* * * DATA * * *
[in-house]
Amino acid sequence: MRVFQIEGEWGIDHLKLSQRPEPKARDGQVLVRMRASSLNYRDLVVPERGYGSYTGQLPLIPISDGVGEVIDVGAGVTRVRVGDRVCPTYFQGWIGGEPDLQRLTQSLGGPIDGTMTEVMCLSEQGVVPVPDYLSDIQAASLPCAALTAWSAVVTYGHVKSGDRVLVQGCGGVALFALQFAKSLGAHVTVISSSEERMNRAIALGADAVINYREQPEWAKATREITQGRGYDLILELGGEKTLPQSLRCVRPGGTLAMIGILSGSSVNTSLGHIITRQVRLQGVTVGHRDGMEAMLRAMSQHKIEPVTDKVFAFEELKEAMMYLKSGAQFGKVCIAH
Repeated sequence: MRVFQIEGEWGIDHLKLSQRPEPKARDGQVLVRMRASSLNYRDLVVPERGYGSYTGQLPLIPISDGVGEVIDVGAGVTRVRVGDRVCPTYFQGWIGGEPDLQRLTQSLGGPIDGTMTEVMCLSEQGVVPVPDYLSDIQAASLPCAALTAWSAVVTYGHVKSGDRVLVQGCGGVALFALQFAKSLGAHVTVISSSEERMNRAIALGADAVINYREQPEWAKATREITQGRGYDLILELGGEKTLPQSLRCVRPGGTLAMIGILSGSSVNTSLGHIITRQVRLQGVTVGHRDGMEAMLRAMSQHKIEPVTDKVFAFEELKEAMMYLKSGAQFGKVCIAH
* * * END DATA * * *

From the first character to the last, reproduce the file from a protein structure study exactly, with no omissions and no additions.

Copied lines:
[in-house]
Amino acid sequence: MRVFQIEGEWGIDHLKLSQRPEPKARDGQVLVRMRASSLNYRDLVVPERGYGSYTGQLPLIPISDGVGEVIDVGAGVTRVRVGDRVCPTYFQGWIGGEPDLQRLTQSLGGPIDGTMTEVMCLSEQGVVPVPDYLSDIQAASLPCAALTAWSAVVTYGHVKSGDRVLVQGCGGVALFALQFAKSLGAHVTVISSSEERMNRAIALGADAVINYREQPEWAKATREITQGRGYDLILELGGEKTLPQSLRCVRPGGTLAMIGILSGSSVNTSLGHIITRQVRLQGVTVGHRDGMEAMLRAMSQHKIEPVTDKVFAFEELKEAMMYLKSGAQFGKVCIAH
Repeated sequence: MRVFQIEGEWGIDHLKLSQRPEPKARDGQVLVRMRASSLNYRDLVVPERGYGSYTGQLPLIPISDGVGEVIDVGAGVTRVRVGDRVCPTYFQGWIGGEPDLQRLTQSLGGPIDGTMTEVMCLSEQGVVPVPDYLSDIQAASLPCAALTAWSAVVTYGHVKSGDRVLVQGCGGVALFALQFAKSLGAHVTVISSSEERMNRAIALGADAVINYREQPEWAKATREITQGRGYDLILELGGEKTLPQSLRCVRPGGTLAMIGILSGSSVNTSLGHIITRQVRLQGVTVGHRDGMEAMLRAMSQHKIEPVTDKVFAFEELKEAMMYLKSGAQFGKVCIAH